mikyok

Platinum Member
I bought a brand new Sonor AQX Jazz kit this year that had the worst factory edges I've ever seen. My older Sonor SE Player was custom shop quality in comparison. We're talking wrinkles in the floor tom head you can't get out unless you tune ridiculously high, and a visibly inconsistent edge placement (the peak part moving in relation to the shell itself, and placing the shells on a flat surface you didn't need a light to see that it wasn't true).

Maybe it was a dud, I don't know, it turned me off the budget offerings of the brand and I just returned it.

That's just poor from Sonor if they let that slip through quality control.

I had a Pearl Midtown where the bearing edges had no problems whatsoever. Just put some quality heads on it and it went all over the country gigging without one problem at all.
 

Mediocrefunkybeat

Platinum Member
When you consider that the vast majority of drums are plywood and the proportion of glue to wood is significant, the actual wood species is very low on the list of factors that go into the sound of a drum. Much higher up the list are bearing edges, heads and hoops. The parts that are either being hit or directly acting on the bit that's being hit. Construction and species have a bigger impact on non-ply drums but it's still low on the list.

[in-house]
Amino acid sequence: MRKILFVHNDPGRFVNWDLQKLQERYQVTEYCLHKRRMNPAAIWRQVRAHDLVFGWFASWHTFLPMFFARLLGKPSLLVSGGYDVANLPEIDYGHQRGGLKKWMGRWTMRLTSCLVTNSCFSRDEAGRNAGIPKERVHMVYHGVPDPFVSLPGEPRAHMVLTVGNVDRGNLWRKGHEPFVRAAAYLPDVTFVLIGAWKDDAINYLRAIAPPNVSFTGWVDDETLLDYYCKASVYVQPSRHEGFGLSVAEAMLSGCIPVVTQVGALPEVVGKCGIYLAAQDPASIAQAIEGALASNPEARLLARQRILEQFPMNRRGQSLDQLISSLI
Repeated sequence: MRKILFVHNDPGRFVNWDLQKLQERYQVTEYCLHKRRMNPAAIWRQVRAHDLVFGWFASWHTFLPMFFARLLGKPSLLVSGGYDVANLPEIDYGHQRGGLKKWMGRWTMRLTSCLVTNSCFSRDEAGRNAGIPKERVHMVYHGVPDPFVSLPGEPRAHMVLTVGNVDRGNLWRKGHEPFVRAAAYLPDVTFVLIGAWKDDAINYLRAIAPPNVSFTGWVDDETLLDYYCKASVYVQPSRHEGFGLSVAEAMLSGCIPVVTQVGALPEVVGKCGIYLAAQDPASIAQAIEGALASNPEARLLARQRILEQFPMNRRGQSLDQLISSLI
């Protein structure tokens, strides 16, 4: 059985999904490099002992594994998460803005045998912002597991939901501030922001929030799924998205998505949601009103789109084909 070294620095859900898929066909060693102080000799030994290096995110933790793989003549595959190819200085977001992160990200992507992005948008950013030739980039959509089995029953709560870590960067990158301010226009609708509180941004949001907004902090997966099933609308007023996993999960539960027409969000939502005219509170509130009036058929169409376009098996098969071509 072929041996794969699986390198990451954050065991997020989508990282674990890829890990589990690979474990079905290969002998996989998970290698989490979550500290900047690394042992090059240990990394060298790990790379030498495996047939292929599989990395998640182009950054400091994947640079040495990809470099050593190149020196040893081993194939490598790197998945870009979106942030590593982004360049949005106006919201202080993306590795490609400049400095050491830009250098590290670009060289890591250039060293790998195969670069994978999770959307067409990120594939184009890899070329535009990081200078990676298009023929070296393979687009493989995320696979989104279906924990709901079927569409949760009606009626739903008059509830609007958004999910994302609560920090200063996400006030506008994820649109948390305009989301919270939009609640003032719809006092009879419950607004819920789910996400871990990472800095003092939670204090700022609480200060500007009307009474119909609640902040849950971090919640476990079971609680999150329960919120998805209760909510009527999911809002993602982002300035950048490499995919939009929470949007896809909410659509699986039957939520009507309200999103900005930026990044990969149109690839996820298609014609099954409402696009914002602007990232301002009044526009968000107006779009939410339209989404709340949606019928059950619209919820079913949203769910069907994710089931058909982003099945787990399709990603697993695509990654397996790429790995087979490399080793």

Drummers love to sit there and talk about whether their kit is 'maple' or 'birch', etc. but in reality you may as well be talking about the type of glue in the shell and nobody mentions that, even though it's a proportionally huge part of its construction.

In short, drums sound like drums. Well-made drums sound good when tuned properly. Poorly-made drums are less likely to sound good either way.
 

RichFaulk

Active Member
Well, what do the pro's use ...... you've probably heard these drums ...... not saying you need to buy THIS shell pack, but ..... these drums have been used by ......

"Tony Williams, Charlie Watts, Jeff
Porcaro, Vinnie Coluata, Phil Collins, Steve Ferrone, Bernard Purdie, Gerry Brown, Steve Jordan, Mickey Curry, Harvey Mason, Jim Gordon, John Guerin, Russ Kunkel, Carlos Vega, Andy Newmark, Mick Fleetwood, Narda Michael Walden, Cindy Blackman Santana, Denny Carmassi, Richie Hayward (Little Feat), Joe Vitale, Ricky Lawson, Michael Bland, Chad Cromwell. David Northrup (Travis Tritt), Larry London,Chris Layton, Alex Gonzales (Mana), Nick Mason, (Pink Floyd), Mitch Mitchell, Rolling Stones, Keith Richards, Eric Clapton, Lady GaGa, Mark Ronson, Neil Young, Bruce Springsteen, Guns & Roses, Prince, Toto, Steve Wonder, Lionel Richie, Santana, Boz Scaggs, Huey Lewis & the News, Doobie Brothers, George Duke, Frank Zappa, Stevie Ray Vaughn, Mariah Carey, Chicago, Rod Stewart, Joe Cocker, Bob Seger, John Mayer, Cheap Trick, Return to Forever, Ray Parker jr, CSN&Y, Brian Adams, Bob Clearmountain, Alan Sydes, The; Academy Awards, Emmy Awards, Grammy Awards, Don Kirschner's Rock Concert, Midnight Special, Tonight Show, Jimmy Kimmel, Oprah, The View ......" and many more ....